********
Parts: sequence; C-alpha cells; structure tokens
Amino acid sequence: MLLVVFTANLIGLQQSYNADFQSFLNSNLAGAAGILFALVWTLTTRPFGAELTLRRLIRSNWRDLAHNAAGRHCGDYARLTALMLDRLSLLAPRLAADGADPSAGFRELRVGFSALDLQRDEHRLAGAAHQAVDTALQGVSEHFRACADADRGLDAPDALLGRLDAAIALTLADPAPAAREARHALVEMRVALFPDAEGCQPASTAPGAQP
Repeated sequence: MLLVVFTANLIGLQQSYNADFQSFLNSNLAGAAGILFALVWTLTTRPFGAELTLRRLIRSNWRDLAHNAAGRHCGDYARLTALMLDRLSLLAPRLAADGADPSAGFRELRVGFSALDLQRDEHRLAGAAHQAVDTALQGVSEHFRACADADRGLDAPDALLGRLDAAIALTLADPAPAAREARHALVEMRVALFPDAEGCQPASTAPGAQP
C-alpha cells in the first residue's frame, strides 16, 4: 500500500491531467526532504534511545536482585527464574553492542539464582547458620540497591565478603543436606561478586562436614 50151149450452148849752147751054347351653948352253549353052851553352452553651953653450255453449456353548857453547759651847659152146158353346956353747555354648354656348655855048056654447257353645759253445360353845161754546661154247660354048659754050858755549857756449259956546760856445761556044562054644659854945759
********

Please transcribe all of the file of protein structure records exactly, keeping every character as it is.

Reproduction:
Parts: sequence; C-alpha cells; structure tokens
Amino acid sequence: MLLVVFTANLIGLQQSYNADFQSFLNSNLAGAAGILFALVWTLTTRPFGAELTLRRLIRSNWRDLAHNAAGRHCGDYARLTALMLDRLSLLAPRLAADGADPSAGFRELRVGFSALDLQRDEHRLAGAAHQAVDTALQGVSEHFRACADADRGLDAPDALLGRLDAAIALTLADPAPAAREARHALVEMRVALFPDAEGCQPASTAPGAQP
Repeated sequence: MLLVVFTANLIGLQQSYNADFQSFLNSNLAGAAGILFALVWTLTTRPFGAELTLRRLIRSNWRDLAHNAAGRHCGDYARLTALMLDRLSLLAPRLAADGADPSAGFRELRVGFSALDLQRDEHRLAGAAHQAVDTALQGVSEHFRACADADRGLDAPDALLGRLDAAIALTLADPAPAAREARHALVEMRVALFPDAEGCQPASTAPGAQP
C-alpha cells in the first residue's frame, strides 16, 4: 500500500491531467526532504534511545536482585527464574553492542539464582547458620540497591565478603543436606561478586562436614 50151149450452148849752147751054347351653948352253549353052851553352452553651953653450255453449456353548857453547759651847659152146158353346956353747555354648354656348655855048056654447257353645759253445360353845161754546661154247660354048659754050858755549857756449259956546760856445761556044562054644659854945759